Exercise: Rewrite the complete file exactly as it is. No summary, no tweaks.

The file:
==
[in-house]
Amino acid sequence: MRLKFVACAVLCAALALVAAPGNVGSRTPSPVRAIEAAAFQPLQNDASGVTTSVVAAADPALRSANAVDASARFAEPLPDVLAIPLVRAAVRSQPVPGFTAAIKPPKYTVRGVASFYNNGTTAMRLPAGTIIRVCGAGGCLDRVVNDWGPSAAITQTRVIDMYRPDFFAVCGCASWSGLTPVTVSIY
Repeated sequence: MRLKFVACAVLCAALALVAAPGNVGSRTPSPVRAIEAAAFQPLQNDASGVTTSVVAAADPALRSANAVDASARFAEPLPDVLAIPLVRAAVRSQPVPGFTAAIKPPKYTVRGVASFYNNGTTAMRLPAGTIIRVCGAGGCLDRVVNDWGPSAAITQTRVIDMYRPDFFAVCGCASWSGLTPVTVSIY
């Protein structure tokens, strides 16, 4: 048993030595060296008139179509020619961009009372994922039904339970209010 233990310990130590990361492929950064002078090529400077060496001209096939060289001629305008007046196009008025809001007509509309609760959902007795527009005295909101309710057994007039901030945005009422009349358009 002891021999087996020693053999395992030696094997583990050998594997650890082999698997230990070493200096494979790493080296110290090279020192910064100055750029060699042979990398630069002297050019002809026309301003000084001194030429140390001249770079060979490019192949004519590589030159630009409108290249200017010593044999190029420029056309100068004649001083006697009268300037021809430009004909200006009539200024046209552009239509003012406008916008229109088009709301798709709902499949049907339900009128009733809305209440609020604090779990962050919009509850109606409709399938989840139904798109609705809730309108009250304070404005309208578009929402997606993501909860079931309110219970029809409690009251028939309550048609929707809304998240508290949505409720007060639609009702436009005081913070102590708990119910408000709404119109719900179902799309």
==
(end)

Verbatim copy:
[in-house]
Amino acid sequence: MRLKFVACAVLCAALALVAAPGNVGSRTPSPVRAIEAAAFQPLQNDASGVTTSVVAAADPALRSANAVDASARFAEPLPDVLAIPLVRAAVRSQPVPGFTAAIKPPKYTVRGVASFYNNGTTAMRLPAGTIIRVCGAGGCLDRVVNDWGPSAAITQTRVIDMYRPDFFAVCGCASWSGLTPVTVSIY
Repeated sequence: MRLKFVACAVLCAALALVAAPGNVGSRTPSPVRAIEAAAFQPLQNDASGVTTSVVAAADPALRSANAVDASARFAEPLPDVLAIPLVRAAVRSQPVPGFTAAIKPPKYTVRGVASFYNNGTTAMRLPAGTIIRVCGAGGCLDRVVNDWGPSAAITQTRVIDMYRPDFFAVCGCASWSGLTPVTVSIY
């Protein structure tokens, strides 16, 4: 048993030595060296008139179509020619961009009372994922039904339970209010 233990310990130590990361492929950064002078090529400077060496001209096939060289001629305008007046196009008025809001007509509309609760959902007795527009005295909101309710057994007039901030945005009422009349358009 002891021999087996020693053999395992030696094997583990050998594997650890082999698997230990070493200096494979790493080296110290090279020192910064100055750029060699042979990398630069002297050019002809026309301003000084001194030429140390001249770079060979490019192949004519590589030159630009409108290249200017010593044999190029420029056309100068004649001083006697009268300037021809430009004909200006009539200024046209552009239509003012406008916008229109088009709301798709709902499949049907339900009128009733809305209440609020604090779990962050919009509850109606409709399938989840139904798109609705809730309108009250304070404005309208578009929402997606993501909860079931309110219970029809409690009251028939309550048609929707809304998240508290949505409720007060639609009702436009005081913070102590708990119910408000709404119109719900179902799309």